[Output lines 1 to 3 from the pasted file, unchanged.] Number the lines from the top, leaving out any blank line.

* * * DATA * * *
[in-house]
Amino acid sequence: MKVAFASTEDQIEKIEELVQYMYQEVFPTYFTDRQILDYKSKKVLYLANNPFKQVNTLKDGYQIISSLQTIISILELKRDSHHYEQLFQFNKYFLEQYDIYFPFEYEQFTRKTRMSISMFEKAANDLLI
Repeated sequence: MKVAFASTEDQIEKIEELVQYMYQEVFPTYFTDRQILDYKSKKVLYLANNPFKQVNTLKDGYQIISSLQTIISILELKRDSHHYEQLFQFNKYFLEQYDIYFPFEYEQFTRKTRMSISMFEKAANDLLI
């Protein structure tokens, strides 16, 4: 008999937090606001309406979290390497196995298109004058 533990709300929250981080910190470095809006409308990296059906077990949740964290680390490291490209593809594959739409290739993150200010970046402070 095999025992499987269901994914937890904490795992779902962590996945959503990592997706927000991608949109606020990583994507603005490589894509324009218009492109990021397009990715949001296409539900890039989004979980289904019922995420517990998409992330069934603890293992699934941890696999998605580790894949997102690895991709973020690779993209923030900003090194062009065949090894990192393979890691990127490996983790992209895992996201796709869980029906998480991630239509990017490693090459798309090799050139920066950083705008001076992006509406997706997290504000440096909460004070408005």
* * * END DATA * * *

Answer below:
[in-house]
Amino acid sequence: MKVAFASTEDQIEKIEELVQYMYQEVFPTYFTDRQILDYKSKKVLYLANNPFKQVNTLKDGYQIISSLQTIISILELKRDSHHYEQLFQFNKYFLEQYDIYFPFEYEQFTRKTRMSISMFEKAANDLLI
Repeated sequence: MKVAFASTEDQIEKIEELVQYMYQEVFPTYFTDRQILDYKSKKVLYLANNPFKQVNTLKDGYQIISSLQTIISILELKRDSHHYEQLFQFNKYFLEQYDIYFPFEYEQFTRKTRMSISMFEKAANDLLI